Take a good, good look at that magazine cover. Are you offended?
No? Well, some people think you should be. What you’re looking at is the original June 2015 cover of the medical journal, The Lancet Infectious Diseases. I say “original” because, as Retraction Watch reports, the folks at The Lancet have retracted and replaced the cover after a minor outcry.
In an explanation, the journal’s editors write (in part):
The drawing depicts a feature typical of Cambodia, a statue of the Buddha, with the statue contemplating a mosquito, the insect vector of the malaria parasite. No other interaction between the statue and the mosquito is intended or illustrated. The cover artist modelled the drawing on photographs of Cambodian Buddha statues that are freely available on the internet.
At the time of publication, we were not aware of any proscription against picturing statues of the Buddha. However, given the complaints received, the illustration was taken down from the journal’s website on May 22.
As you might well have guessed given the semi-ubiquity of Buddhist imagery in Western media, this “proscription against picturing statues of the Buddha” that the Lancet‘s editors refer to is by no means a universal one. But in many parts of Southeast Asia, for example, it’s quite strong. Perhaps you heard, for example, about the three men who in March were jailed in Burma for daring to publish a photo, online, of the Buddha wearing headphones? It might sound like an Onion headline to you and me; to those three men it sounds like an honest-to-goodness two-year prison term.
Granted, many of these kinds of differences are cultural, and it’s not some automatically bad thing to be culturally sensitive.
It is, however, most definitely a bad thing to be culturally over-sensitive — which seems like a fine way to characterize Arjuna P R Aluwihare, one of the people who wrote in protest to The Lancet over their non-offensive and clever (if you ask me) use of a Buddha statue on their cover.
I am a Christian living and working in Sri Lanka and was shocked to see that an image of the Buddha was used on the cover of the June issue of The Lancet Infectious Diseases. Generally, depiction of the Buddha statue is frowned upon in Sri Lanka unless in a Buddhist context. Thus your use as a cover illustration is not forbidden, but displays a lack of sense and sensibility, with which I have associated the Lancet journals in the past. This incident bears similarities to the French magazine Charlie Hebdo’s publication of images of the Prophet Muhammad, and the ridiculous and insulting competition held in Texas, USA, that encouraged people to draw anti-Islamic pictures.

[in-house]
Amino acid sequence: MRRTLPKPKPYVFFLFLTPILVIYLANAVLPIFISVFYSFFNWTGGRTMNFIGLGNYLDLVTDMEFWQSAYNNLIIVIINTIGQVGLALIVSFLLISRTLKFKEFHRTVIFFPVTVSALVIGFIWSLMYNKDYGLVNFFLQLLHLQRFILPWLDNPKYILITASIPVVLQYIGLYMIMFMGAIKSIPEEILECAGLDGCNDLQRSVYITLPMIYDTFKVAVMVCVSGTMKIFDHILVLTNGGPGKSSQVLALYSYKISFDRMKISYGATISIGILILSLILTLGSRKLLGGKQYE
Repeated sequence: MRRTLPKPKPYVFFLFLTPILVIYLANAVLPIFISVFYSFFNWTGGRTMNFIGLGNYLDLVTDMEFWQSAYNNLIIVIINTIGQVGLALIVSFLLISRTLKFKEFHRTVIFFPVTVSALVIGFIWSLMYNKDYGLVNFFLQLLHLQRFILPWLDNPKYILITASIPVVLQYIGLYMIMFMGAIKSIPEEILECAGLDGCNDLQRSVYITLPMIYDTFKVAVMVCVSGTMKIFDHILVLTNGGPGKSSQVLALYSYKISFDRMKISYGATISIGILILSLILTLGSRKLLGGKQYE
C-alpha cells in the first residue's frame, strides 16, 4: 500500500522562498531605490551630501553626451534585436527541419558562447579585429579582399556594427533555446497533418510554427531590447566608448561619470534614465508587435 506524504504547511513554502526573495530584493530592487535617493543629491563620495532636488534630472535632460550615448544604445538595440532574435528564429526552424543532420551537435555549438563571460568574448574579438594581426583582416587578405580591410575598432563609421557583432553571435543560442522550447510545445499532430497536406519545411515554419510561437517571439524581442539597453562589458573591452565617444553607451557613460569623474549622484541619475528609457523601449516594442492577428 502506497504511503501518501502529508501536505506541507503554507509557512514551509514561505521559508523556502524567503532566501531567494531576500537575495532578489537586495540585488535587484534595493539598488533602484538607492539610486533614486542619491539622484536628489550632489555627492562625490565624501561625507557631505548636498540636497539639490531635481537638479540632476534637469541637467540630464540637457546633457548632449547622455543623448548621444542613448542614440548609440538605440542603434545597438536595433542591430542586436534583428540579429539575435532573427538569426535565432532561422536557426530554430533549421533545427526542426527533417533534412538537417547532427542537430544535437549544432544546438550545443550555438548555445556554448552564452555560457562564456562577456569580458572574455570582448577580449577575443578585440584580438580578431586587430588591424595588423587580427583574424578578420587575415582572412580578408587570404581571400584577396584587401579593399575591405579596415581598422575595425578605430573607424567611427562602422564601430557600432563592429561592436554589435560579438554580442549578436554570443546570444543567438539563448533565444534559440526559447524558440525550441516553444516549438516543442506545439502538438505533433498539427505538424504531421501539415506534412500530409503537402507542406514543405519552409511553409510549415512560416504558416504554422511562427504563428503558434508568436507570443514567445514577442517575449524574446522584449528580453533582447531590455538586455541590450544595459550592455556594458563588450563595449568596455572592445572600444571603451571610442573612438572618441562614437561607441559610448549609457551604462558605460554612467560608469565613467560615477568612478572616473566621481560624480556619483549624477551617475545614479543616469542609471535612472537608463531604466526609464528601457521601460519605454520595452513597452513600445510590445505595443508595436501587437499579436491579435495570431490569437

[Bold emphasis mine.]
Now are you offended? I am.
To start with: how anyone could compare The Lancet Infectious Diseases to Charlie Hebdo is beyond me. Clearly the intention here was not to mock, to provoke, or even to comment on a religion and its role in society; that the Lancet retracted its cover (having never done so before) is testament to that. Also: it’s THE LANCET INFECTIOUS DISEASES, NOT CHARLIE HEBDO.
Nor does the publication of this cover amount to the equivalent of a competition “that encourages people to draw anti-Buddhist pictures.”
Surely the intention is self-evident, and surely intention must count for something.
So the Lancet staff committed a somewhat culturally insensitive boo-boo. At least they won’t have to go to prison. But how about letting them off the hook entirely?
We can still be critical when it’s helpful to be. For example, a more helpful message to the Lancet could have simply read:
Generally, depiction of the Buddha statue is frowned upon in Sri Lanka unless in a Buddhist context. Certainly you were unaware of this when you chose to run it on your cover, but I thought you might like to know. Keep up your good work.
I bet an approach like that would have been appreciated and taken to heart.
Or, we can simply follow Aluwihare’s lead, indulging cultural oversensitivities, flying off the handle when someone criticizes Buddhism, or somehow “gets it wrong,” or even innocently appears to be doing one of those things. But you know where that’ll get you, don’t you?
It’ll get you on the cover of Charlie Hebdo.